UK Authorities Approves Problem Trials For Analysis on Covid-19


The UK government recently approved the use of “challenge trials” in research on the effects of Covid-19. Reason science writer Ronald Bailey summarizes the plan and its implications:

Regulators in the United Kingdom have just authorized the first COVID-19 human challenge trial, in which volunteers will be deliberately exposed to the coronavirus. The researchers hope to determine how much of the virus is necessary to cause an infection, how the immune system reacts to the virus, and how infected people transmit the virus to others.

Ninety healthy volunteers, aged 18 to 30, will be involved in the trial, which will begin in March. (The chances of someone in that age group dying of COVID-19 are estimated at around 1 in 14,000.) The volunteers will be closely watched in a controlled environment and will have access to immediate treatments for the disease. They will also be compensated with payments of around £4,500 ($6,300) over the course of a year.

The U.K. government adds that the experiment could lead to subsequent trials in which “vaccine candidates, which have proven to be safe in clinical trials, could be given to small numbers of volunteers who are then exposed to the Covid-19 virus, helping to identify the most effective vaccines and accelerate their development.”

As Bailey points out, “If human challenge trials had been allowed earlier, they could have significantly sped up the development and deployment of COVID-19 vaccines, saving tens of thousands of lives and sparing millions the misery of illness.” Vaccine testing could have been completed much faster than with conventional trials.

Hopefully, challenge trials will now be used to test additional vaccines that could potentially be cheaper, more effective, or easier to deploy than currently available ones. And the same should be done to accelerate testing of vaccines for other dangerous diseases. At the very least, the UK initiative cannot easily be dismissed as the work of crazy mad scientists or supposedly dangerous radical libertarians.

I am among those who have been beating the drum for challenge trials since early in the pandemic. In this May 2020 post, I made the moral case for challenge trials (including the use of financial incentives to attract volunteers), and addressed a variety of possible objections, such as claims that paying volunteers might “exploit” the poor. In October, I summarized evidence indicating that the idea of challenge trials commands broad public support in countries around the world. Unlike some other ideas backed by libertarians, this one is backed by mainstream public opinion. The outliers on this issue are the bioetheticists and members of the medical and political establishment who oppose challenge trials.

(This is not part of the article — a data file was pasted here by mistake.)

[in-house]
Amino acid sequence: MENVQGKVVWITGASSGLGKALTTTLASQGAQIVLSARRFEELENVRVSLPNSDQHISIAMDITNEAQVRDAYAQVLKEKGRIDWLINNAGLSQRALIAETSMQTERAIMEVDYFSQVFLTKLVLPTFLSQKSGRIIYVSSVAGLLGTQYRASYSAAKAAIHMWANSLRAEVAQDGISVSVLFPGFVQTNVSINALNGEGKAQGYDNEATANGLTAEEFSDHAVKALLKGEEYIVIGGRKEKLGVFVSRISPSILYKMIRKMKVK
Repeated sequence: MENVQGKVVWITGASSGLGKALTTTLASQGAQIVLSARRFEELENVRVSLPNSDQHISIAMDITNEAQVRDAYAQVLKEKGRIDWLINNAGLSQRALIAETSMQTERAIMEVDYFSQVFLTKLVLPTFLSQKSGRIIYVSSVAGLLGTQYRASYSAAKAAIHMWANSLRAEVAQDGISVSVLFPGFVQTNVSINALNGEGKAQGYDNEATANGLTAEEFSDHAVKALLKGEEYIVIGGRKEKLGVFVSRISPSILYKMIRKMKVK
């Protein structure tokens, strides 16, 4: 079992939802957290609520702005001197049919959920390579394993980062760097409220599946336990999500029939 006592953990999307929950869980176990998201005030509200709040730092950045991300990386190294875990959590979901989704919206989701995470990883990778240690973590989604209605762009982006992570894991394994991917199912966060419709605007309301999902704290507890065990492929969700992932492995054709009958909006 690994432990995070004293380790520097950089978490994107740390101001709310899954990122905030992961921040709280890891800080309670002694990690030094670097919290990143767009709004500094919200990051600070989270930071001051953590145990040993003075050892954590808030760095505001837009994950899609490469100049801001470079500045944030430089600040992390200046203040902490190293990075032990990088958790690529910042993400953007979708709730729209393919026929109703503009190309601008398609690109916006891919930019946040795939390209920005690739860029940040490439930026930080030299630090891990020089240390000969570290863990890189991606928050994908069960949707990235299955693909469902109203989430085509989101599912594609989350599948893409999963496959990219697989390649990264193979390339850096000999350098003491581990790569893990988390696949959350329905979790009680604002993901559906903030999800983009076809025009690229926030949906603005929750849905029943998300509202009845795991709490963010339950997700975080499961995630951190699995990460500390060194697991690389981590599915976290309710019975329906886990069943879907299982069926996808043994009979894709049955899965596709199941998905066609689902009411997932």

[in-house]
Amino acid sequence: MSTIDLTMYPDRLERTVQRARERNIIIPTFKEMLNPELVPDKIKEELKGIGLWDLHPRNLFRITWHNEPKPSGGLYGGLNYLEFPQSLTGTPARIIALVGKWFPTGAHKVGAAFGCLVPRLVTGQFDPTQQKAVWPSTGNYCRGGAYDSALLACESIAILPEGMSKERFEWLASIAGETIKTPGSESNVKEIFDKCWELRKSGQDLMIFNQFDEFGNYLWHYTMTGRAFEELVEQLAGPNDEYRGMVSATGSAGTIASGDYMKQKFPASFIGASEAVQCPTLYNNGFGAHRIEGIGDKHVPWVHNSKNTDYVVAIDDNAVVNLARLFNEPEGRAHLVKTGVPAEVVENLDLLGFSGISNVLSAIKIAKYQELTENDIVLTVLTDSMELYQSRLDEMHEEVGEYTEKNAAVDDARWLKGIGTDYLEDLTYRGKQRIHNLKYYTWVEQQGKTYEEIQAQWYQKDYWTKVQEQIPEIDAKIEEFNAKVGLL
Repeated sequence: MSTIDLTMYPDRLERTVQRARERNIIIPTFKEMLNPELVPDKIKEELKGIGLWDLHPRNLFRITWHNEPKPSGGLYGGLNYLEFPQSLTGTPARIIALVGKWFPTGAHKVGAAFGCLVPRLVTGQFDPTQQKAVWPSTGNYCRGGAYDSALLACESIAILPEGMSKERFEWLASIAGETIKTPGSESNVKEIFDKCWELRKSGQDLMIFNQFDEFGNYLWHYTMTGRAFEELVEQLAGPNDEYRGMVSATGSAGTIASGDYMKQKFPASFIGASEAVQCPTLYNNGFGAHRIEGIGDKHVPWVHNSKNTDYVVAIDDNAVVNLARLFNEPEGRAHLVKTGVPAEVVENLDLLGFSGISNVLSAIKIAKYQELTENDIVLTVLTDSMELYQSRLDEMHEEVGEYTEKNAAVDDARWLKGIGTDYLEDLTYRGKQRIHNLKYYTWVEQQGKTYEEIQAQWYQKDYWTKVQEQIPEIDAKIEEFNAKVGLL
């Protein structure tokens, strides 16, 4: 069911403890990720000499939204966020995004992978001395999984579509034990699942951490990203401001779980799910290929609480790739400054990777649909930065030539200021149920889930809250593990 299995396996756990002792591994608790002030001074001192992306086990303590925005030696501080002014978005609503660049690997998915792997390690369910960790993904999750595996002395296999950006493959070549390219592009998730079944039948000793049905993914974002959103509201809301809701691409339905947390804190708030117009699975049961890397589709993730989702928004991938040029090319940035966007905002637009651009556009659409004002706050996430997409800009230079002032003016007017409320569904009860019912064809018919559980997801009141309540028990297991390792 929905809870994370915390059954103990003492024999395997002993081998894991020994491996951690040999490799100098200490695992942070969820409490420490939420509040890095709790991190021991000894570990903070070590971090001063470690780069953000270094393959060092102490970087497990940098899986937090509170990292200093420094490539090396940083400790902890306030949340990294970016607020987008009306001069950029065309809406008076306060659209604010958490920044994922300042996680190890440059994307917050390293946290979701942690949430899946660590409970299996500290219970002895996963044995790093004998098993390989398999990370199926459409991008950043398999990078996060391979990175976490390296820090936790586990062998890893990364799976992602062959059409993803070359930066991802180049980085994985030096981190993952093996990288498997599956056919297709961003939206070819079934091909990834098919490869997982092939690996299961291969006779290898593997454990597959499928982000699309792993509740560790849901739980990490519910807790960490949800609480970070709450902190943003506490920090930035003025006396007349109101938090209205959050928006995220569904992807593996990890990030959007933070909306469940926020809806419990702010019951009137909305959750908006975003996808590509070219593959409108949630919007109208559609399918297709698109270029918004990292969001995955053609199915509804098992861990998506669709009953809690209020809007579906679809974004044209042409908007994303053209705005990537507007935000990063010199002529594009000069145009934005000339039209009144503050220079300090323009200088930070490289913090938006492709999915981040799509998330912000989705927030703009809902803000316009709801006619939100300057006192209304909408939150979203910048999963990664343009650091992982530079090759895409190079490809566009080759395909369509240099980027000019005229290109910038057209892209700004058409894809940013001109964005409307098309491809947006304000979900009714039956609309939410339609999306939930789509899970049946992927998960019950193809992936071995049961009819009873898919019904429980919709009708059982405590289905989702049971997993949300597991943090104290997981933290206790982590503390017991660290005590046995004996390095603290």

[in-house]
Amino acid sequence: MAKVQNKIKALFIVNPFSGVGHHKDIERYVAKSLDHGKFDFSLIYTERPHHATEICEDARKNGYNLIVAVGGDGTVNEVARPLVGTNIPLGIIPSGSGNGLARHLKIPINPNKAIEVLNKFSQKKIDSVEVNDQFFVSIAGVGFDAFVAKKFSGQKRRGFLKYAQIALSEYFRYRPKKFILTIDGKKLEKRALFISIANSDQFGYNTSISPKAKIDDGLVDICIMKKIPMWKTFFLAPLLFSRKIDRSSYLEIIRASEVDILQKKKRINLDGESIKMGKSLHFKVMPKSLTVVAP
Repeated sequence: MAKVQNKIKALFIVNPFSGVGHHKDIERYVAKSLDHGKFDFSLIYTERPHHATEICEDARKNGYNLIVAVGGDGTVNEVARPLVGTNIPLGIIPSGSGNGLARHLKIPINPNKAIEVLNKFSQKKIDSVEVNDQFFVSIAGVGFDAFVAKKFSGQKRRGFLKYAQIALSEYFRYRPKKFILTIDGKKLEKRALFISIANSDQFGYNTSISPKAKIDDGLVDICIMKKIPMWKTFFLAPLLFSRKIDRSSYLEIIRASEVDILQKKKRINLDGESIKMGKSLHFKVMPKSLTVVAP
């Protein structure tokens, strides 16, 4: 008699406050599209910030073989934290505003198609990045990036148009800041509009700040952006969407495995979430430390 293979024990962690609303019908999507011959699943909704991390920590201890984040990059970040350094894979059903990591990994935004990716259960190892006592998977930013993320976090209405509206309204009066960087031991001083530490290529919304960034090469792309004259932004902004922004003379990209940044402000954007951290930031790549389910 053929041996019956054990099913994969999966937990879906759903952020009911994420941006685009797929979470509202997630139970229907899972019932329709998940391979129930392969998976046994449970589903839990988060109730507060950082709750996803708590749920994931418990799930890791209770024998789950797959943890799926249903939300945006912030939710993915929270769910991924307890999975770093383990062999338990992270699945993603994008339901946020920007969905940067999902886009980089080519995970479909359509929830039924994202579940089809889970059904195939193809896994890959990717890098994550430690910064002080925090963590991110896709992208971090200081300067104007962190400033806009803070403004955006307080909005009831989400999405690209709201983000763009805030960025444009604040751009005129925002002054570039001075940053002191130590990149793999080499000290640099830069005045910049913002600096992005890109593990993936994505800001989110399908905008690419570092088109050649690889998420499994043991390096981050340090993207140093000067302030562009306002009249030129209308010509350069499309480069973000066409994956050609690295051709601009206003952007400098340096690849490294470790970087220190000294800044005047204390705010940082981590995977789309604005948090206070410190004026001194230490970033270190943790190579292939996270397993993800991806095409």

Prominent advocates of challenge trials include economist Alex Tabarrok, and philosophers Richard Yetter Chappell and Peter Singer. There aren’t many issues where Chappell and Singer (who are far to the left of me) agree with Tabarrok and myself. But challenge trials fit the bill.

As I have pointed out previously, the challenge trial issue has a similar structure to several other areas where we can save many lives by giving people the right to take risks, in exchange for pay, in order to help others get vital medical treatment or supplies. These include legalizing organ markets and legalizing the sale of blood plasma in the many countries that still ban it (fortunately the US is not among them).

It is a terrible tragedy that the US and other governments literally kill many thousands of people every year by banning transactions that could save their lives. On top of that, we also inflict needless misery on many thousands of people who are forced to undergo kidney dialysis for years on end, or suffer from diseases that might have been prevented by speeding up vaccination research. Hopefully, the UK’s authorization of challenge trials for Covid research will help lead to a reconsideration of these awful policies. It’s a matter of life and death in the most literal possible sense.